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Linda Dallas is an artist and assistant professor of visual art at St. Augustine’s University in Raleigh. She is also the co-curator of the exhibition “Black On Black.”
Calling all artists and creative thinkers: put your pencils, paintbrushes and imaginations to work telling the story of St. Agnes Hospital on Saturday, April 8 for Envision Saint Agnes Hospital. The event is a daylong art-making/place-making event on the campus of St. Augustine’s University, 1315 Oakwood Avenue, Raleigh.
Built in 1908 from stones quarried from St. Augustine’s campus, this four-story historic structure was the second home of St. Agnes Hospital (1896 -1961). Known as “The Healing Place,” St. Agnes served the African-American community for 65 years providing both nurses training and medical care. In 1922, it was referred to as “the only well-equipped hospital for Negros between Washington DC and New Orleans…” in the Journal of the National Medical Association.
Today, the empty shell remains a beautiful edifice that sparks the imagination. I want artists to be inspired not only by the beauty of the site but also by the complex history, human stories and potential future of this place.
Raleigh is growing so rapidly and I see much of the African-American history of the city falling to the wrecking ball. I want Envision Saint Agnes Hospital to show how art and collaboration can envision a living history and vital future for these sites.
“The College Park area has a unique history based on the strong relationship between St. Augustine’s and the community,” said Briana Outlaw, landscape architecture designer, community activist and member of the Envision Planning Committee. “This history should be valued and reflect any future development of this neighborhood. I want Envision Saint Agnes Hospital to build on that legacy.”
360 photo by Beaumonde.
Artists will be working on site from sunrise to sunset. Light is everything to artists. There will be additional programming in the nearby Prezell Robinson Library on campus. The activity schedule includes an African-American History walking tour, a documentary screening, a community discussion and even a watercolor workshop with yours truly.
All activities are free and open to the public. Because of the rugged nature of the location, artists must be 12 years old or older to work on the St. Agnes site and minors must be accompanied by an adult. However, we will have plenty of activities for younger artists in the library. For more details about the event schedule visit the Block Gallery website and click on Artists Calls.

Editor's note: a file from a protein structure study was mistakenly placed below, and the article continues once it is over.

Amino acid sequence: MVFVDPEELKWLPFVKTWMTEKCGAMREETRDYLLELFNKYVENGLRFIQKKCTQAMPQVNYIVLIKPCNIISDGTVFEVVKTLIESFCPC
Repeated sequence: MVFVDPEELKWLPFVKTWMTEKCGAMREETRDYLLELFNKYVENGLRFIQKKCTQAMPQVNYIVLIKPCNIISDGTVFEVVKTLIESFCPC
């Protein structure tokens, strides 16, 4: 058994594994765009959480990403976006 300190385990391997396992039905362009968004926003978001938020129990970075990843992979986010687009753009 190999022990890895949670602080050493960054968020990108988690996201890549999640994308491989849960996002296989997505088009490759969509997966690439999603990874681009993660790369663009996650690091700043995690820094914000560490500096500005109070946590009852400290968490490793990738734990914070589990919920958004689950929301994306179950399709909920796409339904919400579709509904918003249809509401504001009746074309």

The activity that really has the community buzzing is a photography session organized by artist Mike Aliff. From 10 a.m. to 1 p.m., Aliff will create a composite photograph of all the event attendees that were born in St. Agnes. liff’s philosophy is “Truth creates art that matters.” It is heartwarming to see how excited the “St. Agnes Babies” are about participating in this project.
What comes next?
Well, attend the event on April 8. You can RSVP on Facebook.
Also: After you create your St. Agnes-inspired artwork, submit the work for the “Envision Saint Agnes Exhibition.” The Office of Raleigh Arts has generously offered to be a project sponsor and host a juried exhibition of St. Agnes artwork. The exhibition is scheduled for Block Gallery from September 27 through November 10. The deadline for submissions is Friday, August 18. Thirty percent of all exhibition sales will go toward creating a student designed public artwork that acknowledges St. Agnes Hospital.
I’ve been very fortunate to find so many generous partners for this project. I’d like to say a special thank you to Stacy Bloom Rexrode and Kim Curry Evans with the Office of Raleigh Arts; Shep Bryan and Caroline Caldwell with Beaumonde; Bill O’Boyle with North State Consulting; and my ongoing partner in art Mike Williams with ArtsNow.
Last but certainly not least, a big thank you to the Envision Planning Committee: Mike Aliff, Joyce Bailey Stephens, Aaliyah Blaylock, Irene Clark, Michelle Davis Petelinz, Donald Glenn, Briana Outlaw, Kathleen Rieder and Frederick Sills. These folks are truly a dream team of artists, educators, students and community activists. Finally, I must thank Kaili Ingram for the photographs that accompany this post.